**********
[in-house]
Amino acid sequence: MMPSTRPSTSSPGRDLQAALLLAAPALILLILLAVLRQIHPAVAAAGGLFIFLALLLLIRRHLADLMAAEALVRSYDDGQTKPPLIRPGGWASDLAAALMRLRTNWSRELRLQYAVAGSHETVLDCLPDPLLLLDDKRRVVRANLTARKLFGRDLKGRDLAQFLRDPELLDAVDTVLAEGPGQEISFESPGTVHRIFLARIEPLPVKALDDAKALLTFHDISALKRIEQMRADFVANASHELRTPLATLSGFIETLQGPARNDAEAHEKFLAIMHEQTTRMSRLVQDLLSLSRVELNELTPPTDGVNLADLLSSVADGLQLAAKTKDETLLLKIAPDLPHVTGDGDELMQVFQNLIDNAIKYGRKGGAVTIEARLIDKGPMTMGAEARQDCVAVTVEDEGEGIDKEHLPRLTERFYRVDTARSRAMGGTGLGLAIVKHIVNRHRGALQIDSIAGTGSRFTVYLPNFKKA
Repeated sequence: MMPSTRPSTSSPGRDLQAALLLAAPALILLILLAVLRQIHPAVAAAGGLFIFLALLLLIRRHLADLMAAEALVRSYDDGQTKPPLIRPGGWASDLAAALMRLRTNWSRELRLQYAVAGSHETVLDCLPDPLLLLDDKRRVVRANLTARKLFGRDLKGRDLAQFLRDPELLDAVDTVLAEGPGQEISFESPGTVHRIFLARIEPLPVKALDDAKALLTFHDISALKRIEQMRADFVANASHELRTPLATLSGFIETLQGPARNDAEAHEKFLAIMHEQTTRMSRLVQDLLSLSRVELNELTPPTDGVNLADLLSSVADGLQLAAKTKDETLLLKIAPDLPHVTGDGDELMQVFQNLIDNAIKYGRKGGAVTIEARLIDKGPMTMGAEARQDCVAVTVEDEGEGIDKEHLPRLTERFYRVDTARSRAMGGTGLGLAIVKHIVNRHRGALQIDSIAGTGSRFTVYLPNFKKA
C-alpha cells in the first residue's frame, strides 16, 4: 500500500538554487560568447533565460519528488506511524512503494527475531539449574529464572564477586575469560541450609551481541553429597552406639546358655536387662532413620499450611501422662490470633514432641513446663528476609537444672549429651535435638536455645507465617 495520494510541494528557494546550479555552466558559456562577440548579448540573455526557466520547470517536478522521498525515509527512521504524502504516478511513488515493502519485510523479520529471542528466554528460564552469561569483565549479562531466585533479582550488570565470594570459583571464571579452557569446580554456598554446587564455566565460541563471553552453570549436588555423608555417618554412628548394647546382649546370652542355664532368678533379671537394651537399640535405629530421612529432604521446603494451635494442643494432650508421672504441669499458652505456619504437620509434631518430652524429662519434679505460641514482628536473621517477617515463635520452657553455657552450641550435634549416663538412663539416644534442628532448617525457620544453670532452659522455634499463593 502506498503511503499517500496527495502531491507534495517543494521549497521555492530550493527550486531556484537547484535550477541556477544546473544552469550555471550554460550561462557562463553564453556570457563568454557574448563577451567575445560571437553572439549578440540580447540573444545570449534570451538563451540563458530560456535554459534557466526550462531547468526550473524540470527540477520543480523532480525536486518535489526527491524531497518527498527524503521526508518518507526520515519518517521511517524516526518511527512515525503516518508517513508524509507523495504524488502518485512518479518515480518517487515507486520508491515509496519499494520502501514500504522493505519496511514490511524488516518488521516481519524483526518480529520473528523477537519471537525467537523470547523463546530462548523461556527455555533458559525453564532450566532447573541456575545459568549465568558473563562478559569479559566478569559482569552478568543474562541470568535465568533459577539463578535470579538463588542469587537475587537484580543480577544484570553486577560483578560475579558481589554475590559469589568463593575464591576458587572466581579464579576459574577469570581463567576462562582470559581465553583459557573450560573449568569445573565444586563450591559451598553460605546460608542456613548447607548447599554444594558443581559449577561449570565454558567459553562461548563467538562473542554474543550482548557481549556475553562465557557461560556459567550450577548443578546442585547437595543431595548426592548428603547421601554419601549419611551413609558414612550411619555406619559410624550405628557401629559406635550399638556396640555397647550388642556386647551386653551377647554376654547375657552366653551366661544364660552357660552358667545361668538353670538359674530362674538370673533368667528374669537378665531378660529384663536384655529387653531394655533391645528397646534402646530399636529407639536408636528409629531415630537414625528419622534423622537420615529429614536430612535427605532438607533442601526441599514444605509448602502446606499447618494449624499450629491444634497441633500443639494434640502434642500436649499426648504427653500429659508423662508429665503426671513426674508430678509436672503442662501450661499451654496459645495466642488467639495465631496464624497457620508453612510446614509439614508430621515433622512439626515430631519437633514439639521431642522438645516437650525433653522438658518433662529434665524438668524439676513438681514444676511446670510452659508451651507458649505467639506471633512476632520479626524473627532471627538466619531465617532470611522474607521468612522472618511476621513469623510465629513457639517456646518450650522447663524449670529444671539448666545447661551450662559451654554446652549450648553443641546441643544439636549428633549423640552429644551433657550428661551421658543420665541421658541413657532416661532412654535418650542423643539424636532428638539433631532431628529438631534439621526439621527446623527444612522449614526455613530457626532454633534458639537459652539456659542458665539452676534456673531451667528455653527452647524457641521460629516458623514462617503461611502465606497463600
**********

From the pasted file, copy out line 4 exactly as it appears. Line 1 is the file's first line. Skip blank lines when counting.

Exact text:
C-alpha cells in the first residue's frame, strides 16, 4: 500500500538554487560568447533565460519528488506511524512503494527475531539449574529464572564477586575469560541450609551481541553429597552406639546358655536387662532413620499450611501422662490470633514432641513446663528476609537444672549429651535435638536455645507465617 495520494510541494528557494546550479555552466558559456562577440548579448540573455526557466520547470517536478522521498525515509527512521504524502504516478511513488515493502519485510523479520529471542528466554528460564552469561569483565549479562531466585533479582550488570565470594570459583571464571579452557569446580554456598554446587564455566565460541563471553552453570549436588555423608555417618554412628548394647546382649546370652542355664532368678533379671537394651537399640535405629530421612529432604521446603494451635494442643494432650508421672504441669499458652505456619504437620509434631518430652524429662519434679505460641514482628536473621517477617515463635520452657553455657552450641550435634549416663538412663539416644534442628532448617525457620544453670532452659522455634499463593 502506498503511503499517500496527495502531491507534495517543494521549497521555492530550493527550486531556484537547484535550477541556477544546473544552469550555471550554460550561462557562463553564453556570457563568454557574448563577451567575445560571437553572439549578440540580447540573444545570449534570451538563451540563458530560456535554459534557466526550462531547468526550473524540470527540477520543480523532480525536486518535489526527491524531497518527498527524503521526508518518507526520515519518517521511517524516526518511527512515525503516518508517513508524509507523495504524488502518485512518479518515480518517487515507486520508491515509496519499494520502501514500504522493505519496511514490511524488516518488521516481519524483526518480529520473528523477537519471537525467537523470547523463546530462548523461556527455555533458559525453564532450566532447573541456575545459568549465568558473563562478559569479559566478569559482569552478568543474562541470568535465568533459577539463578535470579538463588542469587537475587537484580543480577544484570553486577560483578560475579558481589554475590559469589568463593575464591576458587572466581579464579576459574577469570581463567576462562582470559581465553583459557573450560573449568569445573565444586563450591559451598553460605546460608542456613548447607548447599554444594558443581559449577561449570565454558567459553562461548563467538562473542554474543550482548557481549556475553562465557557461560556459567550450577548443578546442585547437595543431595548426592548428603547421601554419601549419611551413609558414612550411619555406619559410624550405628557401629559406635550399638556396640555397647550388642556386647551386653551377647554376654547375657552366653551366661544364660552357660552358667545361668538353670538359674530362674538370673533368667528374669537378665531378660529384663536384655529387653531394655533391645528397646534402646530399636529407639536408636528409629531415630537414625528419622534423622537420615529429614536430612535427605532438607533442601526441599514444605509448602502446606499447618494449624499450629491444634497441633500443639494434640502434642500436649499426648504427653500429659508423662508429665503426671513426674508430678509436672503442662501450661499451654496459645495466642488467639495465631496464624497457620508453612510446614509439614508430621515433622512439626515430631519437633514439639521431642522438645516437650525433653522438658518433662529434665524438668524439676513438681514444676511446670510452659508451651507458649505467639506471633512476632520479626524473627532471627538466619531465617532470611522474607521468612522472618511476621513469623510465629513457639517456646518450650522447663524449670529444671539448666545447661551450662559451654554446652549450648553443641546441643544439636549428633549423640552429644551433657550428661551421658543420665541421658541413657532416661532412654535418650542423643539424636532428638539433631532431628529438631534439621526439621527446623527444612522449614526455613530457626532454633534458639537459652539456659542458665539452676534456673531451667528455653527452647524457641521460629516458623514462617503461611502465606497463600